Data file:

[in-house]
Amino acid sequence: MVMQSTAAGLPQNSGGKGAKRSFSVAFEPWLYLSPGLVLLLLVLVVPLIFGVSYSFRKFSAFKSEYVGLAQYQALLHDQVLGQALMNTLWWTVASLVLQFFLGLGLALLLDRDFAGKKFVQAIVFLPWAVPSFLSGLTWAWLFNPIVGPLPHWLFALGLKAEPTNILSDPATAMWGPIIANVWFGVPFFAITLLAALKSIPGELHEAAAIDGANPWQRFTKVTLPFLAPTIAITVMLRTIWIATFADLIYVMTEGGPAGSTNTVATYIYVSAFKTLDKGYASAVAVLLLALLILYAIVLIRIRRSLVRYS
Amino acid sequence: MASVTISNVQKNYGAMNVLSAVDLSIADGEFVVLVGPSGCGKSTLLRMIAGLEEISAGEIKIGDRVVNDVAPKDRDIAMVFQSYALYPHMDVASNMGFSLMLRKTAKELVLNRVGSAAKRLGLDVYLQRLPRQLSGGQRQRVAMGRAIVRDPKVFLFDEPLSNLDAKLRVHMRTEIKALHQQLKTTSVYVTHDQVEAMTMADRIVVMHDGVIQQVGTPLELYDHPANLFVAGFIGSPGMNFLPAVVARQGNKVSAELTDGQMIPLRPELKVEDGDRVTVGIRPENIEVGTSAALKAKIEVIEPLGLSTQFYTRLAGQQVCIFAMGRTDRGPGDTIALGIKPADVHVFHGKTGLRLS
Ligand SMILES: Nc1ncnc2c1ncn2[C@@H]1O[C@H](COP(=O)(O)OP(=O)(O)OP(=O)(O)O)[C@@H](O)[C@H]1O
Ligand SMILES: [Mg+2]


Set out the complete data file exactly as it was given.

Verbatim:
[in-house]
Amino acid sequence: MVMQSTAAGLPQNSGGKGAKRSFSVAFEPWLYLSPGLVLLLLVLVVPLIFGVSYSFRKFSAFKSEYVGLAQYQALLHDQVLGQALMNTLWWTVASLVLQFFLGLGLALLLDRDFAGKKFVQAIVFLPWAVPSFLSGLTWAWLFNPIVGPLPHWLFALGLKAEPTNILSDPATAMWGPIIANVWFGVPFFAITLLAALKSIPGELHEAAAIDGANPWQRFTKVTLPFLAPTIAITVMLRTIWIATFADLIYVMTEGGPAGSTNTVATYIYVSAFKTLDKGYASAVAVLLLALLILYAIVLIRIRRSLVRYS
Amino acid sequence: MASVTISNVQKNYGAMNVLSAVDLSIADGEFVVLVGPSGCGKSTLLRMIAGLEEISAGEIKIGDRVVNDVAPKDRDIAMVFQSYALYPHMDVASNMGFSLMLRKTAKELVLNRVGSAAKRLGLDVYLQRLPRQLSGGQRQRVAMGRAIVRDPKVFLFDEPLSNLDAKLRVHMRTEIKALHQQLKTTSVYVTHDQVEAMTMADRIVVMHDGVIQQVGTPLELYDHPANLFVAGFIGSPGMNFLPAVVARQGNKVSAELTDGQMIPLRPELKVEDGDRVTVGIRPENIEVGTSAALKAKIEVIEPLGLSTQFYTRLAGQQVCIFAMGRTDRGPGDTIALGIKPADVHVFHGKTGLRLS
Ligand SMILES: Nc1ncnc2c1ncn2[C@@H]1O[C@H](COP(=O)(O)OP(=O)(O)OP(=O)(O)O)[C@@H](O)[C@H]1O
Ligand SMILES: [Mg+2]